For more on Lincoln’s pets go to: http://www.nps.gov/abli/planyourvisit/lincoln-pets.htm

In 1908 Theodore Roosevelt wrote to his son Archie:

“Mother continues much attached to Scamp, who is certainly a cunning little dog. He is very affectionate, but so exceedingly busy when we are out on the grounds, that we only catch glimpses of him zigzagging at full speed from one end of the place to the other. The kitchen cat and he have strained relations but have not yet come to open hostility.”

Abraham Lincoln’s family only had a dog, but President Kennedy’s family, like Theodore Roosevelt’s, had their own menagerie. They brought pet hamsters Debbie and Billie; a gray cat, Tom Kitten; and a canary Robin, to the White House. Later, two ponies named Macaroni and Tex, a Welsh terrier named Charley, a German shepherd named Clipper, a cocker Spaniel named Shannon, two parakeets, and an Irish wolfhound joined them.


PRESIDENTS AT WORK

You’ve seen the light side of these three presidents. Now learn about how these three presidents used federal power to expand and protect the rights of American citizens…. Abraham Lincoln’s Emancipation Proclamation paved the way for the elimination of legal slavery in the United States. Theodore Roosevelt’s “Square Deal” used federal government to regulate child labor, food production and protect natural resources. John F. Kennedy’s June 1963 speech on civil rights helped to propel the Civil Rights Act of 1964 to pass Congress. The Act provided federal protection against discrimination based on race, ethnicity, religion and sex and expanded voting rights.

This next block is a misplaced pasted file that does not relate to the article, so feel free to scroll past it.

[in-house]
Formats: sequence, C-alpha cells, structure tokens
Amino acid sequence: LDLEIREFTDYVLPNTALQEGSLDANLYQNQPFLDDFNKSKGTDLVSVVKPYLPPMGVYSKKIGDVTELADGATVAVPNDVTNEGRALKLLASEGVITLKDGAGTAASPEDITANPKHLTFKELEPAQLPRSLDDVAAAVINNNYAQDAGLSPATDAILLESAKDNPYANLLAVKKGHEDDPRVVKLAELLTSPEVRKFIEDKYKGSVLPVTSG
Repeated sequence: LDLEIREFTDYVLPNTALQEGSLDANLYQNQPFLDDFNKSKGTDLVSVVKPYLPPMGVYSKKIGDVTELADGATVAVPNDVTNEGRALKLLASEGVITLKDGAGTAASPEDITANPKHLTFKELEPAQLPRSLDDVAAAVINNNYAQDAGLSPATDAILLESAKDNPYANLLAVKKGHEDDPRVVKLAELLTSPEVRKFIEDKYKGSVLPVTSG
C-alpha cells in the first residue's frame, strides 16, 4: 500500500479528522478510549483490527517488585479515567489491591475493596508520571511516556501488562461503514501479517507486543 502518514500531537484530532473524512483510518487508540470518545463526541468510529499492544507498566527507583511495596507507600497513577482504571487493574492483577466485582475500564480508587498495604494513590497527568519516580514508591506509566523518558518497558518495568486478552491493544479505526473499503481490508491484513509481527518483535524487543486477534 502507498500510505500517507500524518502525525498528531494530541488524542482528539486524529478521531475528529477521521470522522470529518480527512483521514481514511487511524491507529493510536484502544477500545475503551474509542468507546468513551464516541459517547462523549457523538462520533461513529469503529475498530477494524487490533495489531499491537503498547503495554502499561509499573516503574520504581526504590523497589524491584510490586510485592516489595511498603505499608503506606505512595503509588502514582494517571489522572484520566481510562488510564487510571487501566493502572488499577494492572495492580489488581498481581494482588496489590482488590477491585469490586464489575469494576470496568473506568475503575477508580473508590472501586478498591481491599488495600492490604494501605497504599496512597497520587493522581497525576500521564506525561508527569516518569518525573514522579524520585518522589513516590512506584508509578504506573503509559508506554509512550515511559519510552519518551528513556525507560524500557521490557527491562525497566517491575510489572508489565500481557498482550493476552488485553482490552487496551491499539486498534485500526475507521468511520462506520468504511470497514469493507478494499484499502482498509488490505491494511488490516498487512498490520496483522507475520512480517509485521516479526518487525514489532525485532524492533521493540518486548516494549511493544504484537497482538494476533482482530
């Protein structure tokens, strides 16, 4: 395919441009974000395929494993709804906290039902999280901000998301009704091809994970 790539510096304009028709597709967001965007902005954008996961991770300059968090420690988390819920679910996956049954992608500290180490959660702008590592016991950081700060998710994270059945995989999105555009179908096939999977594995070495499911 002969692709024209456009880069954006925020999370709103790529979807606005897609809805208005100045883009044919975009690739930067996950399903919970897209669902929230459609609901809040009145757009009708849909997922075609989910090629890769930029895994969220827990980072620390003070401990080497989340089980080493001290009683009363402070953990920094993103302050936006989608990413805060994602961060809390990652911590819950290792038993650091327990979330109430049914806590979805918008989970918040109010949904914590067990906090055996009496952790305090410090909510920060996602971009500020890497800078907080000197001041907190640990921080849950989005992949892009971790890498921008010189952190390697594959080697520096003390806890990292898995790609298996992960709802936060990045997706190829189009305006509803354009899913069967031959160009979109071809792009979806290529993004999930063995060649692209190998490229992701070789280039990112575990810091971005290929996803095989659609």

Links:

Emancipation Proclamation:

http://www.archives.gov/exhibits/featured_documents/emancipation_proclamation/

http://www.history.com/topics/emancipation-proclamation/videos#gilder-lehrman-the-emancipation-proclamation

TR’s Square Deal:

http://millercenter.org/president/roosevelt/essays/biography/4
http://www.history.com/topics/theodore-roosevelt/speeches#theodore-roosevelt-on-the-square-deal

http://www.history.com/topics/theodore-roosevelt/videos#theodore-roosevelts-acts-and-legacy

JFK’s 1963 Civil Rights Speech:

http://www.jfklibrary.org/Asset-Viewer/LH8F_0Mzv0e6Ro1yEm74Ng.aspx

http://www.nytimes.com/2013/06/11/opinion/kennedys-civil-rights-triumph.html?_r=0